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Design of a SPECTRE-Resistant High-Performance CPU

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  • #41
    The above discussion about the meaning of the term "speculative CPU" implies that speculative execution has very little to do with execution semantics. Apparently, speculative execution is some property related to available storage capacity.


    • #42
      So, what is speculative execution?

      If you prefer a nonspeculative view of execution semantics, then it is a way of delaying a decision on a branching point.

      If you prefer a speculative view of execution semantics, then it is the ability of a CPU+memory to create multiple instances of itself at branching points of an execution tree.


      =============== End of very mathematical discussion (hopefully) ===============
      Last edited by xfcemint; 24 September 2021, 04:22 AM.


      • #43
        Corrections, ommisions, etc...

        Previously I defined "rejected execution path" as: "an execution path that CPU was considering in the past, but at the initial branching point of the rejected execution path the CPU took a different execution path. Initial branching point of a rejected execution path is always on the accepted execution path."

        It should be clarified that the initial branching point of a rejected execution path is not a part of the said rejected execution path. Therefore, rejected execution path has an initial branching point, but this point is not on the path, it only touches it. There is also a similar confusion in the definition of a "speculated execution path".

        There could be a question whether DIRECTION bits are a part of the system state. I think that, since the amount of information in the system state should be calculated excluding the DIRECTION bits, then it is probably better to think of them as not being a part of a speculative instance system state. On the other hand, and to be more precise, the amount of information that the DIRECTION bits add to the system state is exactly zero; but then the amount of information in the system state should be more carefully calculated.

        Another question could be about "modern CPUs" not performing but emulating speculative execution, how do I know that?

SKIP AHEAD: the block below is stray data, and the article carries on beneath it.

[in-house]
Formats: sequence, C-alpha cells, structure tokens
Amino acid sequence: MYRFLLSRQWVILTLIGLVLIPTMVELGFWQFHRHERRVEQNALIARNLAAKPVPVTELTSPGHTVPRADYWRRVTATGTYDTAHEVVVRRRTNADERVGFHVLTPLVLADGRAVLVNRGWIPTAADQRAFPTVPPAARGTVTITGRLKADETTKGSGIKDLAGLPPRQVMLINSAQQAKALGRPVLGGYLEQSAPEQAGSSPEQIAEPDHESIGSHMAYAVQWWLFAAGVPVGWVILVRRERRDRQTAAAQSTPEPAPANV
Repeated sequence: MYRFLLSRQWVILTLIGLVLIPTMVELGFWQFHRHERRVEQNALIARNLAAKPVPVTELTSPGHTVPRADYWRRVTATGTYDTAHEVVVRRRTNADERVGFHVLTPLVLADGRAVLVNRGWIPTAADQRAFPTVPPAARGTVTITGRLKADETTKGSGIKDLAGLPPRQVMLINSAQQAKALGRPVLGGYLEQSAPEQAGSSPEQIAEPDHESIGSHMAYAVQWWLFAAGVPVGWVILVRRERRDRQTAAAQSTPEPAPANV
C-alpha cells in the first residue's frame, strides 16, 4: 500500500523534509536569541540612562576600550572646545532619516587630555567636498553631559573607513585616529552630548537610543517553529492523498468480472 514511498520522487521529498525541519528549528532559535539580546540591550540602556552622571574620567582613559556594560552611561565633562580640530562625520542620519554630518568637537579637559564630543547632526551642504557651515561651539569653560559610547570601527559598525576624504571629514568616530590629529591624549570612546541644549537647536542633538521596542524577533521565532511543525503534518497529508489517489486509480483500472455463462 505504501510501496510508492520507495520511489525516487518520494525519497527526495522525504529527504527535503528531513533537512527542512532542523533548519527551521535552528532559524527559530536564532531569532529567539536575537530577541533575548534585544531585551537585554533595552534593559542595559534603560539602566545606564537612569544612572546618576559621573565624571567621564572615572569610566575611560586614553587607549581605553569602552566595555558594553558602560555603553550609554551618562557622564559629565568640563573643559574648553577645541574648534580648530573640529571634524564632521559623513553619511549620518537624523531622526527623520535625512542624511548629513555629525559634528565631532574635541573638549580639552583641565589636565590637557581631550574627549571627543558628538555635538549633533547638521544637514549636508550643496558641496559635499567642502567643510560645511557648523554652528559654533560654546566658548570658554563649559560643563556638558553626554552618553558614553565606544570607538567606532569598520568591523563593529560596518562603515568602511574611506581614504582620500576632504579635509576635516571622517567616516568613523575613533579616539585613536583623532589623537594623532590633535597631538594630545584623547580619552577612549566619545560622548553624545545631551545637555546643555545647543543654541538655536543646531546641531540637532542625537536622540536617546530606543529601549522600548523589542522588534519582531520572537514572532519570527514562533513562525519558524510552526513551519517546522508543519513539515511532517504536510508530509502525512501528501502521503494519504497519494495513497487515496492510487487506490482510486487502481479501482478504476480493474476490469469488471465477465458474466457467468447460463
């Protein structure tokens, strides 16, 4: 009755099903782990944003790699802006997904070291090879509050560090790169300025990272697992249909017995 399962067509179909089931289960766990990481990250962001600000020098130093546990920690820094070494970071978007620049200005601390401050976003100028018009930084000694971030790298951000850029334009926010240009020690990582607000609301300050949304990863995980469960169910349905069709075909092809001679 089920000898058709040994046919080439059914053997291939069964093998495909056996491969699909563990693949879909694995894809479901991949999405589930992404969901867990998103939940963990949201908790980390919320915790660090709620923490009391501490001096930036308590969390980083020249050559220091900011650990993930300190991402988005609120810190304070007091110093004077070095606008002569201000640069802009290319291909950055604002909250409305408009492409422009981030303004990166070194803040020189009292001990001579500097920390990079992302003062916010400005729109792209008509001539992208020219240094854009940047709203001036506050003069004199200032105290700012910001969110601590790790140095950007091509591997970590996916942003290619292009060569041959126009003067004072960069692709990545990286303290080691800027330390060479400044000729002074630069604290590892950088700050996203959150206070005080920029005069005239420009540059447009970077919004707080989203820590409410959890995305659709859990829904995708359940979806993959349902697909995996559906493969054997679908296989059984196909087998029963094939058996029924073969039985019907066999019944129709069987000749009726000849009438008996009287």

I actually used quite an inappropriate word there. They are not "emulating" speculative execution, they are actually mimicking it.
        For a machine to correctly perform speculative execution implies that the machine is SPECTRE-proof.
        Last edited by xfcemint; 24 September 2021, 11:27 AM.


        • #44

          For a selected execution semantics:
          - it is either SPECTRE-proof or SPECTRE-vulnerable
          - whether it is in-order or out-of-order is likely not a meaningfull distinction
          - if an execution semantics is SPECTRE-proof, then there is no meaningfull distinction between the speculative perspective and nonspeculative perspective of the same execution semantics.
          - execution semantics necessarily contains the description of the entire system: CPU, memory capacity, attached devices etc...

          A selected execution semantics can likely (in my opinion) be viewed as being either out-of-order or in-order. Both views are just two perspectives on one execution semantics.

          You can view a selected SPECTRE-proof execution semantics as either speculative or nonspeculative, it's just a perspective. A lot of caution has to be taken in CPU design because in the theoretical model, speculative instances do not communicate, but in the real world they usually do. If they communicate, the execution semantics changes. It immediately turns into some-thing mostly incomprehensible that can be called a SPECTRE-vulnerable execution semantics.
          Last edited by xfcemint; 24 September 2021, 11:37 AM.